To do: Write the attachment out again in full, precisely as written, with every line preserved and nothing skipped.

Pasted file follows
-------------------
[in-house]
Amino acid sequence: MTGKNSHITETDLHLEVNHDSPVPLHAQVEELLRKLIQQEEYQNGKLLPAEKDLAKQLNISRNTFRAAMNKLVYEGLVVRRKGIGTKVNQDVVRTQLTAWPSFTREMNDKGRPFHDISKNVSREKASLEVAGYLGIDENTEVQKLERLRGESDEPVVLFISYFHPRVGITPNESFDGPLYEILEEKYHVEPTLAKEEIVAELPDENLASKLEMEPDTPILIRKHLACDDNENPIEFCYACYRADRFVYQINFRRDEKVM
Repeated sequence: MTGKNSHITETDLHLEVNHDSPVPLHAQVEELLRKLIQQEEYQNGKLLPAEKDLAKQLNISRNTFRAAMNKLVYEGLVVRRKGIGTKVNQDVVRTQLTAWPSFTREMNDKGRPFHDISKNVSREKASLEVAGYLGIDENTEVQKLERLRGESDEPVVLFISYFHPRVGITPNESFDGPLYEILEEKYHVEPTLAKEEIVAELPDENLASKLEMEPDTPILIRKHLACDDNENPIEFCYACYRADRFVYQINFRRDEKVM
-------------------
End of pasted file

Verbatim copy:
[in-house]
Amino acid sequence: MTGKNSHITETDLHLEVNHDSPVPLHAQVEELLRKLIQQEEYQNGKLLPAEKDLAKQLNISRNTFRAAMNKLVYEGLVVRRKGIGTKVNQDVVRTQLTAWPSFTREMNDKGRPFHDISKNVSREKASLEVAGYLGIDENTEVQKLERLRGESDEPVVLFISYFHPRVGITPNESFDGPLYEILEEKYHVEPTLAKEEIVAELPDENLASKLEMEPDTPILIRKHLACDDNENPIEFCYACYRADRFVYQINFRRDEKVM
Repeated sequence: MTGKNSHITETDLHLEVNHDSPVPLHAQVEELLRKLIQQEEYQNGKLLPAEKDLAKQLNISRNTFRAAMNKLVYEGLVVRRKGIGTKVNQDVVRTQLTAWPSFTREMNDKGRPFHDISKNVSREKASLEVAGYLGIDENTEVQKLERLRGESDEPVVLFISYFHPRVGITPNESFDGPLYEILEEKYHVEPTLAKEEIVAELPDENLASKLEMEPDTPILIRKHLACDDNENPIEFCYACYRADRFVYQINFRRDEKVM